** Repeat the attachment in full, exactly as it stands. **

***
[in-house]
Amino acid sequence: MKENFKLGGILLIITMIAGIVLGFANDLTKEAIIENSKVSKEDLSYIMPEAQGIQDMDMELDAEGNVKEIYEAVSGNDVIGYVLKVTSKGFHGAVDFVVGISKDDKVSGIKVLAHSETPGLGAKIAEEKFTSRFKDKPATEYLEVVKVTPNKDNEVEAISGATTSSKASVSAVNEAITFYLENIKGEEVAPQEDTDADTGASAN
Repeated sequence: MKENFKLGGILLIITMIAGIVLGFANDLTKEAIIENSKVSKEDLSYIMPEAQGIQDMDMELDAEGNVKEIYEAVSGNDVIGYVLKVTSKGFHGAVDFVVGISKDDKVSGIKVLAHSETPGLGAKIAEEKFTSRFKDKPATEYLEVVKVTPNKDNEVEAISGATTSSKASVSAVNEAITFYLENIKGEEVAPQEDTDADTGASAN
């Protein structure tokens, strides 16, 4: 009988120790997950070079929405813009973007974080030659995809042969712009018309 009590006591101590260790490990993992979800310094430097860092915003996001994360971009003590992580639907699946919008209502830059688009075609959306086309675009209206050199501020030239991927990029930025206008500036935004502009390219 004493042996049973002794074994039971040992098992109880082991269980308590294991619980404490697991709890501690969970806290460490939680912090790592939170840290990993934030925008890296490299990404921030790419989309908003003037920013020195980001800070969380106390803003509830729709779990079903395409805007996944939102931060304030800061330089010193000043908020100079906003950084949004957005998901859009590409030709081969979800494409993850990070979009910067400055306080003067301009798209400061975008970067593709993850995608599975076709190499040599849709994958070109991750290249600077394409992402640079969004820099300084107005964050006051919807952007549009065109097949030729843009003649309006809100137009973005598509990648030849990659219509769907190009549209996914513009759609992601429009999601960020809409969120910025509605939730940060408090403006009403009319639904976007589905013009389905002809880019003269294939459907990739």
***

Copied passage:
[in-house]
Amino acid sequence: MKENFKLGGILLIITMIAGIVLGFANDLTKEAIIENSKVSKEDLSYIMPEAQGIQDMDMELDAEGNVKEIYEAVSGNDVIGYVLKVTSKGFHGAVDFVVGISKDDKVSGIKVLAHSETPGLGAKIAEEKFTSRFKDKPATEYLEVVKVTPNKDNEVEAISGATTSSKASVSAVNEAITFYLENIKGEEVAPQEDTDADTGASAN
Repeated sequence: MKENFKLGGILLIITMIAGIVLGFANDLTKEAIIENSKVSKEDLSYIMPEAQGIQDMDMELDAEGNVKEIYEAVSGNDVIGYVLKVTSKGFHGAVDFVVGISKDDKVSGIKVLAHSETPGLGAKIAEEKFTSRFKDKPATEYLEVVKVTPNKDNEVEAISGATTSSKASVSAVNEAITFYLENIKGEEVAPQEDTDADTGASAN
């Protein structure tokens, strides 16, 4: 009988120790997950070079929405813009973007974080030659995809042969712009018309 009590006591101590260790490990993992979800310094430097860092915003996001994360971009003590992580639907699946919008209502830059688009075609959306086309675009209206050199501020030239991927990029930025206008500036935004502009390219 004493042996049973002794074994039971040992098992109880082991269980308590294991619980404490697991709890501690969970806290460490939680912090790592939170840290990993934030925008890296490299990404921030790419989309908003003037920013020195980001800070969380106390803003509830729709779990079903395409805007996944939102931060304030800061330089010193000043908020100079906003950084949004957005998901859009590409030709081969979800494409993850990070979009910067400055306080003067301009798209400061975008970067593709993850995608599975076709190499040599849709994958070109991750290249600077394409992402640079969004820099300084107005964050006051919807952007549009065109097949030729843009003649309006809100137009973005598509990648030849990659219509769907190009549209996914513009759609992601429009999601960020809409969120910025509605939730940060408090403006009403009319639904976007589905013009389905002809880019003269294939459907990739």